Making the cloud smarter

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Zhang Yongqian,
VP of Business, Horizen Robotics

Big data doesn’t necessarily mean intelligent data, so now an AI company is stepping in to make using the cloud even smarter.

 

“My company is called Horizen Robotics but actually we don’t do robotics, what we do is artificial intelligence (AI). It’s a very hot topic these days. Big companies like BAT [Baidu, Alibaba & Tencent] and Google are all working on AI. But they’re working on the cloud, while we are working on the devices.

We all have a lot of electrical appliances at home and in our daily life, and these devices need to be able to sense the environment [around us]. For example, a vehicle needs to sense the environment, then send data to the cloud and the cloud will do the data processing. In this age of big data, we have sensors, cameras, mobile phones, so many devices in our environments. A lot of the data needs to be sent to the cloud. But actually 99% of this data is just rubbish; it’s not really useful or meaningful.

So we need something to regulate and govern the data at the level of the devices. Basically, they need to identify which data is useful, and then this useful information will be sent to the cloud where it is processed. This will basically lower the burden of the cloud processing capability [as it only processes date that is deemed useful]. This is what our company does.  

 

Smart lifestyle

Smart household appliances and driverless cars are the two major trends on which we are focused. For driverless cars, we have a VR-based smart technology system. It is used to anticipate the path of passengers and the solutions that can be provided to drivers. This is basically a camera mounted on the car. By the end of 2017 we’ll have driverless solutions based on this system.

The second issue is safe transport. Hong Kong doesn’t need cameras of this kind because the city itself is very safe. But transport cameras, for the sake of safety [when driving], are very necessary, that’s why we are diving into this area as well. In April we collaborated with Intel on a smart server system that inspects the flow of traffic and people on the roads, inspects the model and size of cars, the direction of passengers when they walk and the colour of their clothing, for example. So these are the things we have been doing in terms of driverless cars.  

Meanwhile, what we do in terms of the smart household complements the smart manufacturing industry. [We believe] the process should be smart but the product itself should be a result of that intelligence.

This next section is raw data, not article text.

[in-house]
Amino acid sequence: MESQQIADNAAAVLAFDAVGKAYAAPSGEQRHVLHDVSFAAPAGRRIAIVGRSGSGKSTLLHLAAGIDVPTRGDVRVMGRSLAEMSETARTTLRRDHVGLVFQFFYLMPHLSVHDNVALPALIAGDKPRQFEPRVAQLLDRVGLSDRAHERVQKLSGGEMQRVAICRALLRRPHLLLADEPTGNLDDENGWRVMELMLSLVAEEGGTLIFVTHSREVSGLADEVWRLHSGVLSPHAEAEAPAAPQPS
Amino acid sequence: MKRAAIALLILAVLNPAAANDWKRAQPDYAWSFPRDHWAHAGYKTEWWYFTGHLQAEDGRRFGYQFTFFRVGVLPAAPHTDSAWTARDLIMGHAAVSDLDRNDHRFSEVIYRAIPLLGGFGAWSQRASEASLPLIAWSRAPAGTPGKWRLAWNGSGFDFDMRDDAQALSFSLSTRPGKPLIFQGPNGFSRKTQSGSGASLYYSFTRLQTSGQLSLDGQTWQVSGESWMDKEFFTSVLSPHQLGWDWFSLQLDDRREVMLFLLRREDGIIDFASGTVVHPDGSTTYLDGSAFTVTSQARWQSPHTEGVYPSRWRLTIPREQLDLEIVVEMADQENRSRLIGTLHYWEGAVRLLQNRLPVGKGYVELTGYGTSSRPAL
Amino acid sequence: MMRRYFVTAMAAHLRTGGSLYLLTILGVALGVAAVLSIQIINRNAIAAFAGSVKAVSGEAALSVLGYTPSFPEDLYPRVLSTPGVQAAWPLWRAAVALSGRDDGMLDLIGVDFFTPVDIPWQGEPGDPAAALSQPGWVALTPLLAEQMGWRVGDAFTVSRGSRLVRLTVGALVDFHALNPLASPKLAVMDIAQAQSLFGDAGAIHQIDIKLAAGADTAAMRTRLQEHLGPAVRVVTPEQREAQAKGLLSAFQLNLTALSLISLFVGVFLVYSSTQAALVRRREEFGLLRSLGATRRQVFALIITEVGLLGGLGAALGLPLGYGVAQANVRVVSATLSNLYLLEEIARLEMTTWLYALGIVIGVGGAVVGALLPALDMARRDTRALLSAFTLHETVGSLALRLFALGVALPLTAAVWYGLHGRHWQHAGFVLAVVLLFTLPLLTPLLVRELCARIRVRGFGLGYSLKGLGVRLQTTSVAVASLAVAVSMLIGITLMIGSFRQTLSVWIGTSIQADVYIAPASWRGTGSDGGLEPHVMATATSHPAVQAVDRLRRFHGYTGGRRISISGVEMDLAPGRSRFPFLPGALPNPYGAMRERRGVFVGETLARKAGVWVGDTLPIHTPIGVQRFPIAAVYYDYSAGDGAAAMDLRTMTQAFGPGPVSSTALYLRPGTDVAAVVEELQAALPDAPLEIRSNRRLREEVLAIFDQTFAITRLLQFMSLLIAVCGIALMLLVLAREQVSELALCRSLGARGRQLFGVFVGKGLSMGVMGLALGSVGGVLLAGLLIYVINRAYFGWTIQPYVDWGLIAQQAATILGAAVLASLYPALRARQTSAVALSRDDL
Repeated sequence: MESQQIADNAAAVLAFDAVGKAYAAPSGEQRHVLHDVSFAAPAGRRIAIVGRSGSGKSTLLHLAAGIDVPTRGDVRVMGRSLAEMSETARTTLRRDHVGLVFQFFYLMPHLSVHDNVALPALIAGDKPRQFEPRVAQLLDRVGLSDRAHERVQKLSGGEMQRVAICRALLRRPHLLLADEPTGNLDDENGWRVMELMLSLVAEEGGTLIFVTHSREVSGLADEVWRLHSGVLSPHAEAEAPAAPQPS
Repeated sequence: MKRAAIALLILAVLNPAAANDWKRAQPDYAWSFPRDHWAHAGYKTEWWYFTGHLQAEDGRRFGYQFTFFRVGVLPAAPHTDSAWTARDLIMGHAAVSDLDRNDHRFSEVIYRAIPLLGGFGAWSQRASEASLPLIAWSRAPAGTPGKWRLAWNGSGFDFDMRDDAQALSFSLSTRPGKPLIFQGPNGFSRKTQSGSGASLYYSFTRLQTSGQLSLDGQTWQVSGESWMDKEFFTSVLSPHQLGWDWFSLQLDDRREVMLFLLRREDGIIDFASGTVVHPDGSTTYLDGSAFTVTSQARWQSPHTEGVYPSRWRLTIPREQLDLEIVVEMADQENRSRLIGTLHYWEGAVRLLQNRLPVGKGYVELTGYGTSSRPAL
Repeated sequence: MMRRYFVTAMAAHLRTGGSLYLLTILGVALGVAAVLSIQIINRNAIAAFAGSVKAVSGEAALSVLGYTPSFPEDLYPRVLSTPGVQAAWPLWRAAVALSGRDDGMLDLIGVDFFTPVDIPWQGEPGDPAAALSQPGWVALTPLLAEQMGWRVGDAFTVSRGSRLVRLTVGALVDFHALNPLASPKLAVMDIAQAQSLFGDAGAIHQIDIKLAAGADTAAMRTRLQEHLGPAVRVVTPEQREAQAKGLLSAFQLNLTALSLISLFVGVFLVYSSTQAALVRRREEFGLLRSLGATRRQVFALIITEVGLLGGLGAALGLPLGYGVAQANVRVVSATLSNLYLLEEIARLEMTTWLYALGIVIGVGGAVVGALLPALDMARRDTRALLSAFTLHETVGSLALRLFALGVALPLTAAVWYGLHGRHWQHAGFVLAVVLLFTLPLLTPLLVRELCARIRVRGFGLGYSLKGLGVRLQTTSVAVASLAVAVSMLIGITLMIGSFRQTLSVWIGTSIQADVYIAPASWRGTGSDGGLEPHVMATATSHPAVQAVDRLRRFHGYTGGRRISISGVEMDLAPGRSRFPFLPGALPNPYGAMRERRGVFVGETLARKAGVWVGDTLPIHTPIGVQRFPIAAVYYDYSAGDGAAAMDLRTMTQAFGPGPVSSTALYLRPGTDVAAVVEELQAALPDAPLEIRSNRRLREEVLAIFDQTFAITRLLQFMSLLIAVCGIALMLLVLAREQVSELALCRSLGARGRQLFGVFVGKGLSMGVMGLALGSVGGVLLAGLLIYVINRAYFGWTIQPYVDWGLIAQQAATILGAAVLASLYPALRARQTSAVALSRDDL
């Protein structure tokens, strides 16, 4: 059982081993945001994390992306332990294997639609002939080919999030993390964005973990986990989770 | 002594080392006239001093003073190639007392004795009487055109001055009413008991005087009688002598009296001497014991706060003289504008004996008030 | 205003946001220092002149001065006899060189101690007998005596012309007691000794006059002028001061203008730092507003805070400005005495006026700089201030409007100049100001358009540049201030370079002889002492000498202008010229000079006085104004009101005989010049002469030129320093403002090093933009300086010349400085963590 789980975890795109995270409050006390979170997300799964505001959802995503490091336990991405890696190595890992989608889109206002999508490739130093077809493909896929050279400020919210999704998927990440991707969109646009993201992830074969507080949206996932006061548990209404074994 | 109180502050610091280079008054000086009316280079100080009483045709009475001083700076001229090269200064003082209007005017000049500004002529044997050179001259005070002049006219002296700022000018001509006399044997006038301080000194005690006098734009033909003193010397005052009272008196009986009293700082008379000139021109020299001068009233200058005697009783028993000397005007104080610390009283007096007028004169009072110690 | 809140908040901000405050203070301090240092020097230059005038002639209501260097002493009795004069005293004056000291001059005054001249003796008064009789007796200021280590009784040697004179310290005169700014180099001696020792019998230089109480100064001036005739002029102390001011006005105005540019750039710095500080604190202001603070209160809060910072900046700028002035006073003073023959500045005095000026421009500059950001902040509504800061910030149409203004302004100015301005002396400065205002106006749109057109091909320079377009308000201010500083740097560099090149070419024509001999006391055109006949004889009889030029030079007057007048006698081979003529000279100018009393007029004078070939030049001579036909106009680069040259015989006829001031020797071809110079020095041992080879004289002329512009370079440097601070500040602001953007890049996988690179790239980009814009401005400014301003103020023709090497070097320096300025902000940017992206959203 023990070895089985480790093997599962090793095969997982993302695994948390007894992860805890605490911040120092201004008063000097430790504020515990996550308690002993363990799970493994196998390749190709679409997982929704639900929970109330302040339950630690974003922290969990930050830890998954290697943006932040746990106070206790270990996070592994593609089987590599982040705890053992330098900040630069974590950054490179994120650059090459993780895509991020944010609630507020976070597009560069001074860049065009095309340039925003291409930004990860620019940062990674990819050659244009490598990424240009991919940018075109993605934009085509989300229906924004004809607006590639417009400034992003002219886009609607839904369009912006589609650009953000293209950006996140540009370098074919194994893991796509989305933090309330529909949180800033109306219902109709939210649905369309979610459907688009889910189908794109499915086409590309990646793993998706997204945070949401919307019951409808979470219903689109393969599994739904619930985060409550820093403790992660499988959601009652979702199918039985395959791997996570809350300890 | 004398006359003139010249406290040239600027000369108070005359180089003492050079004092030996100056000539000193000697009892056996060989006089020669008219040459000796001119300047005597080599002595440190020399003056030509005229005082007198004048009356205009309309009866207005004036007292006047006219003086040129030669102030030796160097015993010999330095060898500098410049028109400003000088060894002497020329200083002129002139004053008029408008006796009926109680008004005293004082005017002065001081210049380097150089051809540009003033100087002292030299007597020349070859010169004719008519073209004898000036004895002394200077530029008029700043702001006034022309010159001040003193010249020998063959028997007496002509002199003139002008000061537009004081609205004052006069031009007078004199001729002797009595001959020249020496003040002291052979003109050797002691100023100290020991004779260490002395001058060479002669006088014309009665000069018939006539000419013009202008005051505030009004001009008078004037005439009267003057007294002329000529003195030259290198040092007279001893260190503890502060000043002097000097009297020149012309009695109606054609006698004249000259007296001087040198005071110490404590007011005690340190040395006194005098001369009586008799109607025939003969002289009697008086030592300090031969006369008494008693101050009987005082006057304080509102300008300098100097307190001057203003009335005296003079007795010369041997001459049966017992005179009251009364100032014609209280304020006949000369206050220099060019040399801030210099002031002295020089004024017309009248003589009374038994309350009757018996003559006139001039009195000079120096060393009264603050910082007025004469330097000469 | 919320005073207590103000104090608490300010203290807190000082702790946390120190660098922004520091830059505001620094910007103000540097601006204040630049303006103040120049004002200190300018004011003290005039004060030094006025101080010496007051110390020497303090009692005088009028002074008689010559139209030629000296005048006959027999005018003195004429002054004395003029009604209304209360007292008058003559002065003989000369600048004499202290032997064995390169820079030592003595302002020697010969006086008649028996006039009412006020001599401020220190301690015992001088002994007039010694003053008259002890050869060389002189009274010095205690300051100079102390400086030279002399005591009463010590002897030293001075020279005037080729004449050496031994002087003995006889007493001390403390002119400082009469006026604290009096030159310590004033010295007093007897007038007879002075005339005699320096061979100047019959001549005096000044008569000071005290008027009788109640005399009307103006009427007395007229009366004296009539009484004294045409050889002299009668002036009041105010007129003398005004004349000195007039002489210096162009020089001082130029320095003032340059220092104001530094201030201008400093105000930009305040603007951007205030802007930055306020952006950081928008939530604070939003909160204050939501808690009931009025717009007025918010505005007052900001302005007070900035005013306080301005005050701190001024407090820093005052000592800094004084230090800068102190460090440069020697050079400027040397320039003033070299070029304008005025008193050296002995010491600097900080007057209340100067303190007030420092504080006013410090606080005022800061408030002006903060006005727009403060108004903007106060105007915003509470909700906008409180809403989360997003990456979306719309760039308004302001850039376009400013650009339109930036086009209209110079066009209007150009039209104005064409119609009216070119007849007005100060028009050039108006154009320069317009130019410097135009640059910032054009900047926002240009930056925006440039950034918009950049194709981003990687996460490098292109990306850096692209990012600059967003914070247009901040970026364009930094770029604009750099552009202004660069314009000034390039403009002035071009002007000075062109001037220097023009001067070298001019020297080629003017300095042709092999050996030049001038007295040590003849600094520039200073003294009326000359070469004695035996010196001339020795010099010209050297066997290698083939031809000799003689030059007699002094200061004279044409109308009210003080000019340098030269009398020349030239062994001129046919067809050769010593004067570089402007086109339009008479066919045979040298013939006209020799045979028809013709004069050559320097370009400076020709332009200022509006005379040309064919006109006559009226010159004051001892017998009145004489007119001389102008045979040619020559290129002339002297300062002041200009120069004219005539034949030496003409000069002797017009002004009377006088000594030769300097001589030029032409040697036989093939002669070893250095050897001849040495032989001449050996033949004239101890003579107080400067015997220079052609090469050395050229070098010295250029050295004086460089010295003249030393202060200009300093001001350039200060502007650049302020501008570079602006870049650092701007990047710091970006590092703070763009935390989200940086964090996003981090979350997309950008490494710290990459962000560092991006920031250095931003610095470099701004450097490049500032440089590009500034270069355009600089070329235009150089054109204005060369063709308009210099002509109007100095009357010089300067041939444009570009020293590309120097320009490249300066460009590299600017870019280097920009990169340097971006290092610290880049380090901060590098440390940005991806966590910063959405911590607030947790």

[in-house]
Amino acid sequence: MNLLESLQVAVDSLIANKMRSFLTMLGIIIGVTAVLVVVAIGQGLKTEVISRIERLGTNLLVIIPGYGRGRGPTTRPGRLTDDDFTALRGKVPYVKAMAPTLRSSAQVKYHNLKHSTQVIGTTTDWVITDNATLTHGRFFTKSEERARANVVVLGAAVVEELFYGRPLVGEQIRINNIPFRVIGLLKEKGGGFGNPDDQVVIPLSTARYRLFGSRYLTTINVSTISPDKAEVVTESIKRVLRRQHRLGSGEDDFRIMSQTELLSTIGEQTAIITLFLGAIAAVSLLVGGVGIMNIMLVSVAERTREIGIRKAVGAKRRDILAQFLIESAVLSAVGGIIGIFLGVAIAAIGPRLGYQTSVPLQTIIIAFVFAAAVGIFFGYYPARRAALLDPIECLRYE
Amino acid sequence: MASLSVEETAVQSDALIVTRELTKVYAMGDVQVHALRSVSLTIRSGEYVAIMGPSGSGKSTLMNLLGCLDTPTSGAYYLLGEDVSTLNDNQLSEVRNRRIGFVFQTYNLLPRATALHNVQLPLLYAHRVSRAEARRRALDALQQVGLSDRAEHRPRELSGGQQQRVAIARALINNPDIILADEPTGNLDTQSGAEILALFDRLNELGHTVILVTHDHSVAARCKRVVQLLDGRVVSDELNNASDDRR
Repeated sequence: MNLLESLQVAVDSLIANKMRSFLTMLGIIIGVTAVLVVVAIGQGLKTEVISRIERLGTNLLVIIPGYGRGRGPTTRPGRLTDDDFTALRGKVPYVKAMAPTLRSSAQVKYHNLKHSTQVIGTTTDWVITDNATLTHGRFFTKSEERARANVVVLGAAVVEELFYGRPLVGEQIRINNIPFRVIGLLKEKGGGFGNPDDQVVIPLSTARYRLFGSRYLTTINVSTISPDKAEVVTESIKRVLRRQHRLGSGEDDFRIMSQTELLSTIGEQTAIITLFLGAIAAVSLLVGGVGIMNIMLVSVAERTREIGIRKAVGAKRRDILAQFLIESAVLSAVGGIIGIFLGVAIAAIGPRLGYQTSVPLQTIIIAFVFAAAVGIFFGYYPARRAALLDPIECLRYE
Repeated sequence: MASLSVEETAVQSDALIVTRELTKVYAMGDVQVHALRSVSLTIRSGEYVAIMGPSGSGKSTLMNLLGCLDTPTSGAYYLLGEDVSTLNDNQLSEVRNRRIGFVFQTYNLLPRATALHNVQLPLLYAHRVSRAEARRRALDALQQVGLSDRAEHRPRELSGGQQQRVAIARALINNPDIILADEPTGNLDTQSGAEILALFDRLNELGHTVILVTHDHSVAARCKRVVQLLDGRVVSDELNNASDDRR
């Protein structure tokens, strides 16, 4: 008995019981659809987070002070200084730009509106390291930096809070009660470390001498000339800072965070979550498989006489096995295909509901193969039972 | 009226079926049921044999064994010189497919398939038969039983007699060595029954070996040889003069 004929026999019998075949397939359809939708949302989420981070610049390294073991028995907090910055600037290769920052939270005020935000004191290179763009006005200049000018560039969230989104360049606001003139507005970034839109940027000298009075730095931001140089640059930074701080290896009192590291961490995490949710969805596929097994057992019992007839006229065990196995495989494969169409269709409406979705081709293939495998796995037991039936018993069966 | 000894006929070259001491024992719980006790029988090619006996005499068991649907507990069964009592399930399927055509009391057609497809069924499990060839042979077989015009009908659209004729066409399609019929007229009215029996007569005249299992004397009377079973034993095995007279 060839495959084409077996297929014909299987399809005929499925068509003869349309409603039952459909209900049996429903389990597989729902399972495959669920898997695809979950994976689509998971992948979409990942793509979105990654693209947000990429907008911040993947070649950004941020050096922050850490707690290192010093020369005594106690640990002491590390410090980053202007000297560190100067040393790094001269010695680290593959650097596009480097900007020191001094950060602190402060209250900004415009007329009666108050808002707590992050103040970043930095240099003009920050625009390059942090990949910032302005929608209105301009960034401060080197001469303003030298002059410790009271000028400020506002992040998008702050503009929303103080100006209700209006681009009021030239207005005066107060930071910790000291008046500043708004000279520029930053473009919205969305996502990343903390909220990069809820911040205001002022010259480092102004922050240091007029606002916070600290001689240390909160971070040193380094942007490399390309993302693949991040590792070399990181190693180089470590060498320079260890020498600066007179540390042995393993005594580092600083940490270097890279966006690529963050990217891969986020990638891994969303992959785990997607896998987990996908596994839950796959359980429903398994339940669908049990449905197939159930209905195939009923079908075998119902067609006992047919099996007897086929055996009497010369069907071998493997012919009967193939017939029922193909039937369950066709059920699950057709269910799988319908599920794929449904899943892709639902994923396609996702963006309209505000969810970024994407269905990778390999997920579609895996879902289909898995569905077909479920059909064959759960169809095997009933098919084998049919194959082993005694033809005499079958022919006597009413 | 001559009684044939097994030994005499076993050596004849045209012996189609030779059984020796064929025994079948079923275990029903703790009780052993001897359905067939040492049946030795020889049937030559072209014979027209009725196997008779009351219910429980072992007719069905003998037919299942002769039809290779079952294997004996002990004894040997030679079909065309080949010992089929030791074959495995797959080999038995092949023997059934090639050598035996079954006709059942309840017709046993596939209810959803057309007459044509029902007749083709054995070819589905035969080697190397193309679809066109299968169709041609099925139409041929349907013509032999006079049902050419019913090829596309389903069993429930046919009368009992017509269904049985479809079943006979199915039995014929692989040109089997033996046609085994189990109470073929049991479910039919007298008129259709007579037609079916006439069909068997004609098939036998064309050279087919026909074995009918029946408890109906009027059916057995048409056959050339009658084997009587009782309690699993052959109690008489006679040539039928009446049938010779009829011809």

Smart future in manufacturing

I’ve been in the semiconductor industry for the past 10 to 20 years and I’ve seen the impact on economic development, thanks to the low labour cost, benefits of a large population and high efficiency in manufacturing.

But gradually we have seen the profits from manufacturing dwindling. The traditional channels have been giving way to modern ones, for example, online platforms. And those who are in control of channels – especially online channels – get a larger share of the profits. That’s why when it comes to manufacturing household devices there are opportunities available if you go smart.

For Horizen, we want to use this technology to make the products themselves smart. For example, if you look in the fridge and see that you are running out of beer, you don’t need to go online to buy more. You just need to give instructions to the fridge, and it can give you an alert to let you know you are running out of beer. The fridge can detect by itself, for example, that your favourite brand is Budweiser and there’s only one bottle left and you need to buy more. So this is what we want to do, to make the products themselves smart.

According to a survey we’ve done, we have one trillion household appliances. But the middle class has total consumption of 50 trillion. So we need to have the smart technology – and smart technology within products themselves – so that we can get a larger share of that 50 trillion, instead of the 1 trillion we now have.

The products themselves should be smart, thus manufacturers of these products will have better opportunities. Also, services can be provided based on big data, and should incorporate offline data with online data.”

Edited excerpts from a panel discussion on Opportunities for Entrepreneurship and Investment in the Smart Manufacturing Industry at CEIBS Hong Kong Forum on April 21, 2017.
 

Click the links below for more details as they become available on CEIBS Europe Forums in:
London – July 6
Paris – July 11
Munich – September 13
Warsaw – September 15
Zurich – October 18.

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